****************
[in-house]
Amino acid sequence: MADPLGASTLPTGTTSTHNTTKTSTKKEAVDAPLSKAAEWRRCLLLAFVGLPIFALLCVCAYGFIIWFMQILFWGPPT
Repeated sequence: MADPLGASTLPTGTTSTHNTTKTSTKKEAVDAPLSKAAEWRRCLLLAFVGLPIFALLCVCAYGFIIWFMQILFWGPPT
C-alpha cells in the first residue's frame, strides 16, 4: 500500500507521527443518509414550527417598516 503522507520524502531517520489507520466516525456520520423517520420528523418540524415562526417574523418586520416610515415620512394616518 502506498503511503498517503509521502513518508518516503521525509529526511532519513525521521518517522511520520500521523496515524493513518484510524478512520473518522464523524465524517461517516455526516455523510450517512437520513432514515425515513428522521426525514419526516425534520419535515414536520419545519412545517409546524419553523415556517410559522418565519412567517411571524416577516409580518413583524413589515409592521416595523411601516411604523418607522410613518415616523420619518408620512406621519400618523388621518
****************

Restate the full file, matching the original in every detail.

[in-house]
Amino acid sequence: MADPLGASTLPTGTTSTHNTTKTSTKKEAVDAPLSKAAEWRRCLLLAFVGLPIFALLCVCAYGFIIWFMQILFWGPPT
Repeated sequence: MADPLGASTLPTGTTSTHNTTKTSTKKEAVDAPLSKAAEWRRCLLLAFVGLPIFALLCVCAYGFIIWFMQILFWGPPT
C-alpha cells in the first residue's frame, strides 16, 4: 500500500507521527443518509414550527417598516 503522507520524502531517520489507520466516525456520520423517520420528523418540524415562526417574523418586520416610515415620512394616518 502506498503511503498517503509521502513518508518516503521525509529526511532519513525521521518517522511520520500521523496515524493513518484510524478512520473518522464523524465524517461517516455526516455523510450517512437520513432514515425515513428522521426525514419526516425534520419535515414536520419545519412545517409546524419553523415556517410559522418565519412567517411571524416577516409580518413583524413589515409592521416595523411601516411604523418607522410613518415616523420619518408620512406621519400618523388621518